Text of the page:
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Classified US Documents - Leaked and Lost

Edward Murrow

18 Apr 2023

The story of leaked documents, hoaxes, scandals and whistelblowers

The US intelligence community has once again been rocked by a leak of highly sensitive documents, with 21-year-old Jack Teixeira being charged by the US government for allegedly leaking documents on to the internet. Teixeira, an employee of the Massachusetts Air National Guard's intelligence wing, reportedly posted the documents on a private group on the social media platform Discord, which were later leaked onto the wider internet.

The documents contained intelligence on US allies like South Korea and Israel, as well as recent conditions in Ukraine, and come at a sensitive time in Ukraine's ongoing conflict with Russia. This latest leak is just one in a long line of unexpected disclosures of classified US documents.

Some leaks, like the release of the Pentagon Papers by Daniel Ellsberg in 1971, have been hailed as heroic and changed the course of US history. Other leakers, like Chelsea Manning and Reality Winner, landed themselves in prison for years. The release of the Pentagon Papers is perhaps the most famous and impactful leak of classified documents in US history. Ellsberg, an analyst at the RAND Corporation, leaked a report commissioned by the US military about the Vietnam War that revealed the extent to which the US government had kept details from the public. The New York Times used the documents to publish a blockbuster expose on the scope of America's actions in Vietnam. Ellsberg was initially charged with espionage but a judge dismissed the charges in 1973. He is now considered one of the most important government whistleblowers in US history.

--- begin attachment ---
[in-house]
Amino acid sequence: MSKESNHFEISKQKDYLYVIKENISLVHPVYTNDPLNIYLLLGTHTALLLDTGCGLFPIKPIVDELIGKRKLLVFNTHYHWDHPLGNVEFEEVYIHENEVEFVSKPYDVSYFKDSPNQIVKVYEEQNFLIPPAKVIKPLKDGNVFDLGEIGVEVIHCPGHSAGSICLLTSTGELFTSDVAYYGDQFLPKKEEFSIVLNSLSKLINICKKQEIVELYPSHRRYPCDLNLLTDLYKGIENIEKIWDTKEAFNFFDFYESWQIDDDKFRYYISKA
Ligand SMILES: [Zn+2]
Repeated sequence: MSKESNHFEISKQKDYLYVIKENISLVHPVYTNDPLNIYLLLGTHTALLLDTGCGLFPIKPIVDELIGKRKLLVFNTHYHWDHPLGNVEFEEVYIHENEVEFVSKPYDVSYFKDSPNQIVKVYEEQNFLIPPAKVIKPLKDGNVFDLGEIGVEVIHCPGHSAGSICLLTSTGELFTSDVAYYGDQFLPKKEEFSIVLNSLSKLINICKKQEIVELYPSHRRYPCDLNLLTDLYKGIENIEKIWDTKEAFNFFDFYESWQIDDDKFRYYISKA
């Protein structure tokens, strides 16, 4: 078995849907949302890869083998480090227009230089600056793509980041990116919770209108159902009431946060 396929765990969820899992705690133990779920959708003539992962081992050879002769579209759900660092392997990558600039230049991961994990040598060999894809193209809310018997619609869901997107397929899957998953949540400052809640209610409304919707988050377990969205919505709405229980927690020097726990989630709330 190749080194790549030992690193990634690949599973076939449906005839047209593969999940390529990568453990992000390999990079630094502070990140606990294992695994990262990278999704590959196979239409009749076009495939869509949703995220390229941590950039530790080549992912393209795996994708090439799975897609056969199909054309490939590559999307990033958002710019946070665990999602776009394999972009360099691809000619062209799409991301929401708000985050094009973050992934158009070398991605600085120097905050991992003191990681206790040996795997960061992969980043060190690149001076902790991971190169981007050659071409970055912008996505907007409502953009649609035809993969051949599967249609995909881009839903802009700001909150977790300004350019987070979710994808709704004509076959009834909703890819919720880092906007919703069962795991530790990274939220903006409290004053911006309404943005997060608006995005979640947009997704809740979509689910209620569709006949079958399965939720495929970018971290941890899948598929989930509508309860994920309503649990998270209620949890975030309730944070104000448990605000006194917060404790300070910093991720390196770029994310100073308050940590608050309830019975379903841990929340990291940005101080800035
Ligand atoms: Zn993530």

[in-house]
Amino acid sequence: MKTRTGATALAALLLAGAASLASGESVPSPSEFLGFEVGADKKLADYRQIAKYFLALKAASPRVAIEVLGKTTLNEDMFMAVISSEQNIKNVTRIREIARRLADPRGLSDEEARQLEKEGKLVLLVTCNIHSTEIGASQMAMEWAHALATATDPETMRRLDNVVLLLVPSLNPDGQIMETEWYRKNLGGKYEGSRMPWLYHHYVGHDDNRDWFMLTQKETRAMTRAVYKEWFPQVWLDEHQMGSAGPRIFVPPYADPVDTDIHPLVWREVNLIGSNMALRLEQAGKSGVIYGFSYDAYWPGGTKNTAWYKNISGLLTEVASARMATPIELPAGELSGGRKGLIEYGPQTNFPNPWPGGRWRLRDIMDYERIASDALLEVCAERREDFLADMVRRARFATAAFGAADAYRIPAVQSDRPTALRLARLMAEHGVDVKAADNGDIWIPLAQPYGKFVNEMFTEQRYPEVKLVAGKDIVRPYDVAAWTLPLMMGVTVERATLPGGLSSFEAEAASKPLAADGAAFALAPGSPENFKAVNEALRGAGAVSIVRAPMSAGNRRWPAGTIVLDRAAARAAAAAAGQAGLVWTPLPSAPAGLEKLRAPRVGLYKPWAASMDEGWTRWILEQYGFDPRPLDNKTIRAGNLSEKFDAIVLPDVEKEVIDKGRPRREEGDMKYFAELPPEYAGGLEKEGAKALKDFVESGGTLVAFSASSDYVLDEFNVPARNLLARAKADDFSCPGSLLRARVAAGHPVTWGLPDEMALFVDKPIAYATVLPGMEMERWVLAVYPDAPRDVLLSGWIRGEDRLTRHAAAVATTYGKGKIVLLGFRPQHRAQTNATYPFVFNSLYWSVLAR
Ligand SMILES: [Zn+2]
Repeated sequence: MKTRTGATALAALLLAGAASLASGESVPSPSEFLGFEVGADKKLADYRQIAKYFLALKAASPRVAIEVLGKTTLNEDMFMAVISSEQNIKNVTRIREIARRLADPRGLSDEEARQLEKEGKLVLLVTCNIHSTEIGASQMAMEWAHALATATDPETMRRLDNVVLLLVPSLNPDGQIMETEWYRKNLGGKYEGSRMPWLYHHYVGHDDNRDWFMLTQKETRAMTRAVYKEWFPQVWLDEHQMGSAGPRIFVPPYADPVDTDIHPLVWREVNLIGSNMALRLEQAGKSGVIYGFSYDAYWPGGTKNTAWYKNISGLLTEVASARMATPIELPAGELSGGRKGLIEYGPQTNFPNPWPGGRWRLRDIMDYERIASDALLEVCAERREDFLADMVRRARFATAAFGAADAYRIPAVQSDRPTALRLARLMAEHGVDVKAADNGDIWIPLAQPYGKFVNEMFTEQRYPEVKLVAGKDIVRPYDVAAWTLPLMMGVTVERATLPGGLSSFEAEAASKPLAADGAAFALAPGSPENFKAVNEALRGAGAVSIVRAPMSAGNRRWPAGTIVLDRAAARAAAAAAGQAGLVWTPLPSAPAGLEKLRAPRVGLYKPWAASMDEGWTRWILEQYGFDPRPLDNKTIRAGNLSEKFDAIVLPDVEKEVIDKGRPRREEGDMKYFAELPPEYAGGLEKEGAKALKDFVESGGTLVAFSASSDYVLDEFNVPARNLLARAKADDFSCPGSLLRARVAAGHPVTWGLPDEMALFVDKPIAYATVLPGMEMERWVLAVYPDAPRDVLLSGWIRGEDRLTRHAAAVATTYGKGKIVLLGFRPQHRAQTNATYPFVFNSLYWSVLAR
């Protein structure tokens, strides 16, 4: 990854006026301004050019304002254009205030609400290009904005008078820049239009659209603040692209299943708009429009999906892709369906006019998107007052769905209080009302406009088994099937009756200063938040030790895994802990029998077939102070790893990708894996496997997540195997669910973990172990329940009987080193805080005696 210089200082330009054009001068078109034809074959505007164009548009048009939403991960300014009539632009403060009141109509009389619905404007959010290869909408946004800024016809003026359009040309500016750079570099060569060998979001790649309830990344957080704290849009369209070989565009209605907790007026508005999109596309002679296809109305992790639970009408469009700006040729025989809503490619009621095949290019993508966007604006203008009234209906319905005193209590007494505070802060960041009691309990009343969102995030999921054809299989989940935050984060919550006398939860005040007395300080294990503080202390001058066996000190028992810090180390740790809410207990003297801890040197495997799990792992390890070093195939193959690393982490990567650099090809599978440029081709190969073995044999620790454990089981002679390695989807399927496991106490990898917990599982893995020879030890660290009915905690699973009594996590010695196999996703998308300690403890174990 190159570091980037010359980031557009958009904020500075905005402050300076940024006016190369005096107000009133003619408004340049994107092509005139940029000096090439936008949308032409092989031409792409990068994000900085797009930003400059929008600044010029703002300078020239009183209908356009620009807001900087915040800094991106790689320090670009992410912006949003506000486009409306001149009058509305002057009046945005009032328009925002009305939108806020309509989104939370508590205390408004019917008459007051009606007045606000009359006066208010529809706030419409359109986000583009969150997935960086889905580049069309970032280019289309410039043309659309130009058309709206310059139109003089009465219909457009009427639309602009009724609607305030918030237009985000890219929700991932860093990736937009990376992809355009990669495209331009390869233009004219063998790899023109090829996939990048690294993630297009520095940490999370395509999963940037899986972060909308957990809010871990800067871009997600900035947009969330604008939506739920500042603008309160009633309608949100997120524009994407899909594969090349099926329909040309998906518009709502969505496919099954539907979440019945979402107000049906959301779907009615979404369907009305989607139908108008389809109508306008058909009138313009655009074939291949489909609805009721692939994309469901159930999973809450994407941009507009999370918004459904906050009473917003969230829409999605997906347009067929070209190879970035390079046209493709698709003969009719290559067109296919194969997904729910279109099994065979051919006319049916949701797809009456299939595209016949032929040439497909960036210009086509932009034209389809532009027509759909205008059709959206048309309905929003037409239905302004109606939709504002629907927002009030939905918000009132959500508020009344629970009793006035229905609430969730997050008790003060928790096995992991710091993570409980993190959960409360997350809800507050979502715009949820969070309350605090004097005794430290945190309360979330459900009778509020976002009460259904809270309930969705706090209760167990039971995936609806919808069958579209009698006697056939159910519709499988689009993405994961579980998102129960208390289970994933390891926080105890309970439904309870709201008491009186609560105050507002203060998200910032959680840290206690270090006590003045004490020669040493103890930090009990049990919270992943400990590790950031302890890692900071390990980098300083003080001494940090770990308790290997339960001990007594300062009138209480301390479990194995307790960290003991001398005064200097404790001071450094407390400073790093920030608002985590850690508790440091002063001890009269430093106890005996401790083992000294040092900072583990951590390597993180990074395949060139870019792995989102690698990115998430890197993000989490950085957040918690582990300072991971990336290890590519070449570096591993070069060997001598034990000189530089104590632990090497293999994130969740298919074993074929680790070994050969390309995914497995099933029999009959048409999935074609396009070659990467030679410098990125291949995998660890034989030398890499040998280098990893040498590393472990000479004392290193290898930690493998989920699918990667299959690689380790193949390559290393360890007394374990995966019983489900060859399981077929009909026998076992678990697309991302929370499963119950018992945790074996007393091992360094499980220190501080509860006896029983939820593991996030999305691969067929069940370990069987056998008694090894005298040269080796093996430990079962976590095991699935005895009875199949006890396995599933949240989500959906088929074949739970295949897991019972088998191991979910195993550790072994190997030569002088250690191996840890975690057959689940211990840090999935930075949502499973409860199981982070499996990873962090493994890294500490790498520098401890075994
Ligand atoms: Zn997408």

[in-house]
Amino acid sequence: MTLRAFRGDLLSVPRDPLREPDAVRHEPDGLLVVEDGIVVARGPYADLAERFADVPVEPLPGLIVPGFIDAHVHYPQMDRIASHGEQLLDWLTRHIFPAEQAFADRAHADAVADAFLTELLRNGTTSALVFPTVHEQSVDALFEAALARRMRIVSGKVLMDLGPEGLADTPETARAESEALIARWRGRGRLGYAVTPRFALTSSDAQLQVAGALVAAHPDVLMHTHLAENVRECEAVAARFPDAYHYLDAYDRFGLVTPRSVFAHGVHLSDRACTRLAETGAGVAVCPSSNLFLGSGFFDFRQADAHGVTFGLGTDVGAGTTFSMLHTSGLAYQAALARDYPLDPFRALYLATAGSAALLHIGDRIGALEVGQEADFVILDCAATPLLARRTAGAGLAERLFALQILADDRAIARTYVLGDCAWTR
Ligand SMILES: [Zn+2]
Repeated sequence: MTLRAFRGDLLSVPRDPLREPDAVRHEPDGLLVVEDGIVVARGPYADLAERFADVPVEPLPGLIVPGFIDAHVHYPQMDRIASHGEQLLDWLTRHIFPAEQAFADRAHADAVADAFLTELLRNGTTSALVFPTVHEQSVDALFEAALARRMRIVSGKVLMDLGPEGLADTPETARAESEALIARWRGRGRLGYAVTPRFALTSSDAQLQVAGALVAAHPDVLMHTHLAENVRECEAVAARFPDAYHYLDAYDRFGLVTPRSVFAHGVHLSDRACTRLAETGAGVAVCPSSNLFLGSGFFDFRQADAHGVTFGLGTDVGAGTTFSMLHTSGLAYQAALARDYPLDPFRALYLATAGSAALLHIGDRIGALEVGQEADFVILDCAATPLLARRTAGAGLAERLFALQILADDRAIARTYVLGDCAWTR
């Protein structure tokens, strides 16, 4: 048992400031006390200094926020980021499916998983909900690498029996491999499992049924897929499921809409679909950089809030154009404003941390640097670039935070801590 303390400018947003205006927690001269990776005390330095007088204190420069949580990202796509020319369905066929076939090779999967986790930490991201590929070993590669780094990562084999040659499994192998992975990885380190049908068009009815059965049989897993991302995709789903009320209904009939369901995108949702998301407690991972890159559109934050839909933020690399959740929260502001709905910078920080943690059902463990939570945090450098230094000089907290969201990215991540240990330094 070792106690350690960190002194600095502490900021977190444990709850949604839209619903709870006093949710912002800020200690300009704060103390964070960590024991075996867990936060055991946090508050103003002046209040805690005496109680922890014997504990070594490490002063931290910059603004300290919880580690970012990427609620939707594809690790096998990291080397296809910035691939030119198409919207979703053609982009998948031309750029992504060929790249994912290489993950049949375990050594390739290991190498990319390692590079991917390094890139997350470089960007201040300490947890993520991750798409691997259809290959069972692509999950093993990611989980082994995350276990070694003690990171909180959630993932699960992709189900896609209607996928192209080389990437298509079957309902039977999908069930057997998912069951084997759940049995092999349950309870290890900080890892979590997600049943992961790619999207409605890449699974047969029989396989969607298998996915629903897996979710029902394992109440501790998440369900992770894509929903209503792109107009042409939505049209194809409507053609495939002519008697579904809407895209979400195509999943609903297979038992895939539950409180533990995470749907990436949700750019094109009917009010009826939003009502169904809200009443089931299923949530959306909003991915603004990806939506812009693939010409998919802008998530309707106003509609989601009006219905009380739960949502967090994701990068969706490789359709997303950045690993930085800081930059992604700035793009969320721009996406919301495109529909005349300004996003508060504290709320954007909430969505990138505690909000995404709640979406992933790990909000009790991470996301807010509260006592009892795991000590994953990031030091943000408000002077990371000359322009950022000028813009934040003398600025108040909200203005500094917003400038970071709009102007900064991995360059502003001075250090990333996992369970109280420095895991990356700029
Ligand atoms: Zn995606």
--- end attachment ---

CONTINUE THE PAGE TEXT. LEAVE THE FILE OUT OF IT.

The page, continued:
Edward Snowden's 2013 leak of intelligence documents to the Guardian and the Washington Post showed that the US government was illegally collecting citizens' phone data. The trove of documents revealed the inner workings of the secretive National Security Agency and shed significant light on the data collection actions taken by governments around the world. The US government charged Snowden with espionage and theft of government property, and he eventually gained asylum in Russia, where he now lives in exile.

In 2010, Chelsea Manning, then a soldier and analyst in the US Army, began sharing thousands of classified documents with Wikileaks, revealing details about the wars in Iraq and Afghanistan, as well as diplomatic cables. Manning was ultimately sentenced to 35 years in prison, which was commuted by President Barack Obama in 2017. Reality Winner, a former Air Force member and NSA translator, was arrested and charged in 2017 for providing a classified report to news website The Intercept about Russia's efforts to interfere in the 2016 US presidential election. Winner spent four years in prison and was released on probation in 2021.